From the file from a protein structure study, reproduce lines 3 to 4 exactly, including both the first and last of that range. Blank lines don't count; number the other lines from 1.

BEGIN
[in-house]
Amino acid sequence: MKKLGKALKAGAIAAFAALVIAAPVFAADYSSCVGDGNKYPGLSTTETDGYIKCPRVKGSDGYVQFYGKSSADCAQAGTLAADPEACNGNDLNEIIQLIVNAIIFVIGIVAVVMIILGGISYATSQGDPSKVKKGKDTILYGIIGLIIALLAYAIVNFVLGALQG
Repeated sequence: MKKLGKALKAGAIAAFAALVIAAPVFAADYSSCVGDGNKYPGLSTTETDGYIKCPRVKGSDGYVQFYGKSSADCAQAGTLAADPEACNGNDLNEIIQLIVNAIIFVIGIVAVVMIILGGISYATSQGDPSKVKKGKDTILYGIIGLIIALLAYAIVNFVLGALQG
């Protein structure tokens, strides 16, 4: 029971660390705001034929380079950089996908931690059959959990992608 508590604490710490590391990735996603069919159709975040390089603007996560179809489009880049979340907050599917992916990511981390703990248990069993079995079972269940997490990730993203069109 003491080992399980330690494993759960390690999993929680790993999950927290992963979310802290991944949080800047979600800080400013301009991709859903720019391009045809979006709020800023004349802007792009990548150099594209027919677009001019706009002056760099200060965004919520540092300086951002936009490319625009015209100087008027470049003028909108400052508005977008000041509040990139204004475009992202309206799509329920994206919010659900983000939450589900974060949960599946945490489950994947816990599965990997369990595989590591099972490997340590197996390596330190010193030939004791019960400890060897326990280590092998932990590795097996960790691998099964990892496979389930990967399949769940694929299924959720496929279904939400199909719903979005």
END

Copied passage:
Repeated sequence: MKKLGKALKAGAIAAFAALVIAAPVFAADYSSCVGDGNKYPGLSTTETDGYIKCPRVKGSDGYVQFYGKSSADCAQAGTLAADPEACNGNDLNEIIQLIVNAIIFVIGIVAVVMIILGGISYATSQGDPSKVKKGKDTILYGIIGLIIALLAYAIVNFVLGALQG
């Protein structure tokens, strides 16, 4: 029971660390705001034929380079950089996908931690059959959990992608 508590604490710490590391990735996603069919159709975040390089603007996560179809489009880049979340907050599917992916990511981390703990248990069993079995079972269940997490990730993203069109 003491080992399980330690494993759960390690999993929680790993999950927290992963979310802290991944949080800047979600800080400013301009991709859903720019391009045809979006709020800023004349802007792009990548150099594209027919677009001019706009002056760099200060965004919520540092300086951002936009490319625009015209100087008027470049003028909108400052508005977008000041509040990139204004475009992202309206799509329920994206919010659900983000939450589900974060949960599946945490489950994947816990599965990997369990595989590591099972490997340590197996390596330190010193030939004791019960400890060897326990280590092998932990590795097996960790691998099964990892496979389930990967399949769940694929299924959720496929279904939400199909719903979005």